The Battles We Fight Each Day

In Parshat Matot, Bamidbar 31:21, after the soldiers returned from the war with Midian the pasuk says: “Elazar HaCohen said to the soldiers who came to the war (habaim lamilchama): This is the statute of the Torah which God commanded Moshe…”


Why does it say that the soldiers “came to the war” if the war with Midian was already over? Shouldn’t it say that the soldiers “came from the war”?


Rabbi M.M of Kotzk answers that the physical war with Midian was over, but now they will begin to embark on a new war, a spiritual war against the inclination to transgress the mitzvoth of the Torah.


Yitav Lev adds that after a victory the soldiers may become haughty and therefore they will have to pay special attention to work on fighting this haughtiness. In the next few psukim, we learn about purifying utensils (hagalat kelim). Just as we have to remove the impure and unkosher from the utensils, so too do we have to take out any haughtiness in our character.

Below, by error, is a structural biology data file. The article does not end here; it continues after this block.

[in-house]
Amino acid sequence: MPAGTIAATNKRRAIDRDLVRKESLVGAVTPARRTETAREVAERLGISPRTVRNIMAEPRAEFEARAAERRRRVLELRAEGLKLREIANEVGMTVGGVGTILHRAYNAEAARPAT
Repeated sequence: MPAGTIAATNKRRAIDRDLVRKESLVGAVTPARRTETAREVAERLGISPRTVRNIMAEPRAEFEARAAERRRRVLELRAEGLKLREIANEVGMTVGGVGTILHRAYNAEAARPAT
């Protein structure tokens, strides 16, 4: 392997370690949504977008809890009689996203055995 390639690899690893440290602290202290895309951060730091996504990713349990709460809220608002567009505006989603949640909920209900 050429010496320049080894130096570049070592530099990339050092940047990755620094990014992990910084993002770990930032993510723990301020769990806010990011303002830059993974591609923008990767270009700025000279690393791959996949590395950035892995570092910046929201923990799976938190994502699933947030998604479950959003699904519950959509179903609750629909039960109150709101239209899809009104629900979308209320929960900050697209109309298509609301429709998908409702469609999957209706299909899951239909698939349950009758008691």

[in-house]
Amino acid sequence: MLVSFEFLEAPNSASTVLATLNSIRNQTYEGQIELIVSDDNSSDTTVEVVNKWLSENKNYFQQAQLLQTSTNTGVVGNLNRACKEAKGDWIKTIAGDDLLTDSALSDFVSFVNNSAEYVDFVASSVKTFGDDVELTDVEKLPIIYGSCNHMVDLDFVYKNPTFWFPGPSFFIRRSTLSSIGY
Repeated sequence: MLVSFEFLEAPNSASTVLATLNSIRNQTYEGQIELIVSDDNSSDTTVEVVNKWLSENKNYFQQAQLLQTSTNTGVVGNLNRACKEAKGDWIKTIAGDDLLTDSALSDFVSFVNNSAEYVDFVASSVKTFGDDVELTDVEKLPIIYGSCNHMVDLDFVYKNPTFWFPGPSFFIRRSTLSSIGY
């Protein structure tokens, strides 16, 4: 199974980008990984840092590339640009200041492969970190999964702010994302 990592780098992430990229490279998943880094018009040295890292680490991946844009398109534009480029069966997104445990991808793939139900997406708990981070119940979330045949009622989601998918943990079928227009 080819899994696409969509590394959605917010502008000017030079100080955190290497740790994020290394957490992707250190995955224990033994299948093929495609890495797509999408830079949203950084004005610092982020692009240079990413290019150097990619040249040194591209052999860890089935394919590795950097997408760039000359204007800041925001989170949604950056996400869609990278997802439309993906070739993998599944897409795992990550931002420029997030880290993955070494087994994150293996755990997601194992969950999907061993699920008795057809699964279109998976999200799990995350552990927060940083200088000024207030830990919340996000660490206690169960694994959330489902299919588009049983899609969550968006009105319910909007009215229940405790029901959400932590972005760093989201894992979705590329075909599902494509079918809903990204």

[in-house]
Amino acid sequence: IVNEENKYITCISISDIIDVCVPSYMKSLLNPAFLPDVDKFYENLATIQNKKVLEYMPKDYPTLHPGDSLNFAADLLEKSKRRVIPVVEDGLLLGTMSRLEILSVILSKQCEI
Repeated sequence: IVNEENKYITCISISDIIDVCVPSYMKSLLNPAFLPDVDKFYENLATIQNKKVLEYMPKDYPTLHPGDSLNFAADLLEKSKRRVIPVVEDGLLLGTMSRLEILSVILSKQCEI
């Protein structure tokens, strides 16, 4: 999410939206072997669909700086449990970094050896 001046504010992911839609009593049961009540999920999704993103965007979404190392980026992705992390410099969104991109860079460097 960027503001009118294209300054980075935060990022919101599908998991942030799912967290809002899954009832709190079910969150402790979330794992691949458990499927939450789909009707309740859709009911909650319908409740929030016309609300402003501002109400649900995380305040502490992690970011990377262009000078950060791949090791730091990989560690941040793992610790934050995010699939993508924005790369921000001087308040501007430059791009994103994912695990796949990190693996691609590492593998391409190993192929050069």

Shaar Bat Rabim answers the question of the Ramban of why we weren’t commanded in purifying utensils after the battles of Sichon and Og which took place previously. The answer is that in the battle against Midian, Moshe sent 12,000 soldiers who were carefully selected based on their righteousness. There was therefore more of a chance for them to get haughty. By being taught about purifying their vessels, they received the covert message that they must remove negativity and pollution from their souls.


Each victory against evil is a time to rejoice, but we must remember that the salvation is from God and instead of becoming haughty, we should look for more places to help continue to make the world a better place.


Plant a Tree in Israel!